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accept action affairs agreed Alliance Allies American army attempt attitude Austria became become began bill Britain British called carried cause century changes CHAPTER civil colonies commission common conference Congress continued Council demand discussion economic effect Empire England English established Europe European fact feeling finally followed forced foreign France French gave Germany give given hand History House idea Imperial important increased independence industrial influence interests Italy labor land later League lives means ment methods military movement Napoleon necessary neutral organization party peace period plans political position possible Powers practically present President principle problem question recognized reform regard relations representatives result Russia secure ships social socialists taken territory tion trade treaty Turk Turkey union United workers
Stran 245 - To those colonies and territories which as a consequence of the late war have ceased to be under the sovereignty of the States which formerly governed them and which are inhabited by peoples not yet able to stand by themselves under the strenuous conditions of the modern world, there should be applied the principle that the well-being and development of such peoples form a sacred trust of civilization and that securities for the performance of this trust should be embodied in this Covenant.
Stran 368 - The world must be made safe for democracy. Its peace must be planted upon the tested foundations of political liberty. We have no selfish ends to serve. We desire no conquest, no dominion. We seek no indemnities for ourselves, no material compensation for the sacrifices we shall freely make. We are but one of the champions of the rights of mankind.
Stran 365 - It will involve the organization and mobilization of all the material resources of the country to supply the materials of war and serve the incidental needs of the nation in the most abundant and yet the most economical and efficient way possible. It will involve the immediate full equipment of the navy in all respects but particularly in supplying it with the best means of dealing with the enemy's submarines. It will involve the immediate addition to the armed forces of the United States already...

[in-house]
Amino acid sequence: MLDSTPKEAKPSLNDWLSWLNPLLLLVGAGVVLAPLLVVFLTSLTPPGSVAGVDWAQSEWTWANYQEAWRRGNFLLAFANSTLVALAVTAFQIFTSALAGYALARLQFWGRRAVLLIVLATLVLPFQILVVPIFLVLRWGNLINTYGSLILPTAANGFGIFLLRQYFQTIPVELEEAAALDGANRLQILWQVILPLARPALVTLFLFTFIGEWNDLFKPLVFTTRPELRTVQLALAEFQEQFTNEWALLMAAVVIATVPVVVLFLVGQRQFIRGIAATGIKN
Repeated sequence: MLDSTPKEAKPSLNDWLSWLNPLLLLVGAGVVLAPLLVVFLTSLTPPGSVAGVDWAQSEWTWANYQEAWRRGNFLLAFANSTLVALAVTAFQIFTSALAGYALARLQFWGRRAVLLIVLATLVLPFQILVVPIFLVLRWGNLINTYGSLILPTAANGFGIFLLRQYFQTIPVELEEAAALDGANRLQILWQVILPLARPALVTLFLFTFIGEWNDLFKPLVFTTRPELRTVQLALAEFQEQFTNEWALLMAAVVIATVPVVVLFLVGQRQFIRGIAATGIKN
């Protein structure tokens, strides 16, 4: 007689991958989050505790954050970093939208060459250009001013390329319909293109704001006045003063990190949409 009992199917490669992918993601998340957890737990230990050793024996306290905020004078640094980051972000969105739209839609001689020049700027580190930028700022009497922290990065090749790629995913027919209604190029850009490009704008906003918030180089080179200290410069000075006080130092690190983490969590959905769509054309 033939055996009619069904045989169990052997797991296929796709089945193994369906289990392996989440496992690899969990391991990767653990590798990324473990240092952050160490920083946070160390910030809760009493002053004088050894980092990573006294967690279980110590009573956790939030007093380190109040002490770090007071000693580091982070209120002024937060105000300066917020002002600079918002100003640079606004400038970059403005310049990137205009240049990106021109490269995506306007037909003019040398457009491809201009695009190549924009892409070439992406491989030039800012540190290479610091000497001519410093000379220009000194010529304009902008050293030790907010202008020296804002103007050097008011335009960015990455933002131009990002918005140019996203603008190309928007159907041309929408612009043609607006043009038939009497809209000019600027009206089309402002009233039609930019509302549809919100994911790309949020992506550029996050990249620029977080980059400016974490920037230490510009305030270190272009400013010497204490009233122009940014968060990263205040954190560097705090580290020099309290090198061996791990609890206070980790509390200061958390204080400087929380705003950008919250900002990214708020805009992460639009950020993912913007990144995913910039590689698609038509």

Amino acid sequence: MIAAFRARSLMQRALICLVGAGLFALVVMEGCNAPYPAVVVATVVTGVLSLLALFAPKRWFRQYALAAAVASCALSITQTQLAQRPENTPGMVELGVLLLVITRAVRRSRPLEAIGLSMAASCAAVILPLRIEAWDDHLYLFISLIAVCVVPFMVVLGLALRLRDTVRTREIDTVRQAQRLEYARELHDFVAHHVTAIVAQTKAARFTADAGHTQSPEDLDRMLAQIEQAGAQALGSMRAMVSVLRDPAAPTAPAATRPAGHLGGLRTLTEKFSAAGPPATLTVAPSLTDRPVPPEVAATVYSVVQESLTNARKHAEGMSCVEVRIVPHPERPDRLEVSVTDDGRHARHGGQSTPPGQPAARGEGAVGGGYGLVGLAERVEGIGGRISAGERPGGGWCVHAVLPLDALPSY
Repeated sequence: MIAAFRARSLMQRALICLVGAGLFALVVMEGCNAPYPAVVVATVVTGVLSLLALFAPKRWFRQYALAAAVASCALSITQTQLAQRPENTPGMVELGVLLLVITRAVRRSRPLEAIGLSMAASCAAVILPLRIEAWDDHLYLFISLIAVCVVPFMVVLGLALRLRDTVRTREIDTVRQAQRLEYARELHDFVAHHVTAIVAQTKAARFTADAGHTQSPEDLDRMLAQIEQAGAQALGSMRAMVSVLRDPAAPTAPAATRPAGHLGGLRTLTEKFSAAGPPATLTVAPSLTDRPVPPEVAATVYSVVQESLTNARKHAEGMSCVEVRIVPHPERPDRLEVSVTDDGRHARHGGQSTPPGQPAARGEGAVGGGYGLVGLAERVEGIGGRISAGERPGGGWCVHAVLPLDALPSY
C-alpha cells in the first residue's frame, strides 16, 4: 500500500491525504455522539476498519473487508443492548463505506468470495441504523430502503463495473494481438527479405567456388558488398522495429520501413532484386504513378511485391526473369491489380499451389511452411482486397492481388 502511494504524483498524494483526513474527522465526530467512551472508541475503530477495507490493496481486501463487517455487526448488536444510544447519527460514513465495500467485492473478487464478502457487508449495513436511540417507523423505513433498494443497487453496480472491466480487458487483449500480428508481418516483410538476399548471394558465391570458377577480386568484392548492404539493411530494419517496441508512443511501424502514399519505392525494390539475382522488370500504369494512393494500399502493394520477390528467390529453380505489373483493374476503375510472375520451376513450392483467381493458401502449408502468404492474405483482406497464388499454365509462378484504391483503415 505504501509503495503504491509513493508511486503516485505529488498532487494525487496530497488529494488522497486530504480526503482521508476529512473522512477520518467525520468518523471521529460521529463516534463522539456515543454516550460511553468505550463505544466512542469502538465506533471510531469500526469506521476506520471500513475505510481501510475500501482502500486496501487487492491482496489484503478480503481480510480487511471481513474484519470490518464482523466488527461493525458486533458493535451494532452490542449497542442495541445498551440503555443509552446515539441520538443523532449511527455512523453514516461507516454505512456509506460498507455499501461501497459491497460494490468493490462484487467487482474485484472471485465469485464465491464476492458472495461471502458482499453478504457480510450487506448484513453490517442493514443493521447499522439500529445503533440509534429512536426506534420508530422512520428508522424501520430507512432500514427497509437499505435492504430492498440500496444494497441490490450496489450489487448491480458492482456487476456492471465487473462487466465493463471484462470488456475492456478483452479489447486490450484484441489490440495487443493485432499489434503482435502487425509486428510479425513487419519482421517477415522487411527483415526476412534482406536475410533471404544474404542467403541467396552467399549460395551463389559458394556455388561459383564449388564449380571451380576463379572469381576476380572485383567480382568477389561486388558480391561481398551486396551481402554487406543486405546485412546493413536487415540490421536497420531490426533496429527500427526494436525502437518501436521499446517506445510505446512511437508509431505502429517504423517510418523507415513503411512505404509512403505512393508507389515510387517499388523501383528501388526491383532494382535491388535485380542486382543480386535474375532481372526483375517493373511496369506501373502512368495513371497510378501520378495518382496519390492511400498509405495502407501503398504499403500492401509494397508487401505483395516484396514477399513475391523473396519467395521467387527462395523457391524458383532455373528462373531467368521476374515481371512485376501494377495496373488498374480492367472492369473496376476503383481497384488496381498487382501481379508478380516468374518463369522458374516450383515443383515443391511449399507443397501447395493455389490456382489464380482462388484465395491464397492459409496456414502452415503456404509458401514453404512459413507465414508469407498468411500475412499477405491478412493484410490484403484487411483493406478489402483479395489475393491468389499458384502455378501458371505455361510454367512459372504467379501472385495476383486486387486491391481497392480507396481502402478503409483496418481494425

Stran 330 - With the movements in this hemisphere we are of necessity more immediately connected and by causes which must be obvious to all enlightened and impartial observers. The political system of the allied powers is essentially different in this respect from that of America.
Stran 325 - ... and purpose of every thoughtful American that this great country of ours, which is, of course, the first in our thoughts and in our hearts, should show herself in this time of peculiar trial a Nation fit beyond others to exhibit the fine poise of undisturbed judgment, the dignity of self-control, the efficiency of dispassionate action; a Nation that neither sits in judgment upon others nor is disturbed in her own counsels and which keeps herself fit and free to do what is honest and disinterested...
Stran 329 - States are involved, that the American continents, by the free and independent condition which they have assumed and maintain, are henceforth not to be considered as subjects for future colonization by any European powers.
Stran 366 - While we do these things, these deeply momentous things, let us be very clear, and make very clear to all the world what our motives and our objects are. My own thought has not been driven from its habitual and normal course by the unhappy events of the last two months, and I do not believe that the thought of the nation has been altered or clouded by them.
Stran 245 - The best method of giving practical effect to this principle is that the tutelage of such peoples should be entrusted to advanced nations who by reason of their resources, their experience or their geographical position can best undertake this responsibility, and who are willing to accept it, and that this tutelage should be exercised by them as Mandatories on behalf of the League.
Stran 366 - We have no quarrel with the German people. We have no feeling toward them but one of sympathy and friendship. It was not upon their impulse that their Government acted in entering this war. It was not with their previous knowledge or approval. It was a war determined upon as wars used to be determined upon in the old, unhappy days, when peoples were nowhere consulted by their rulers and wars were provoked and waged in the interest of dynasties or of little groups of ambitious men who were accustomed...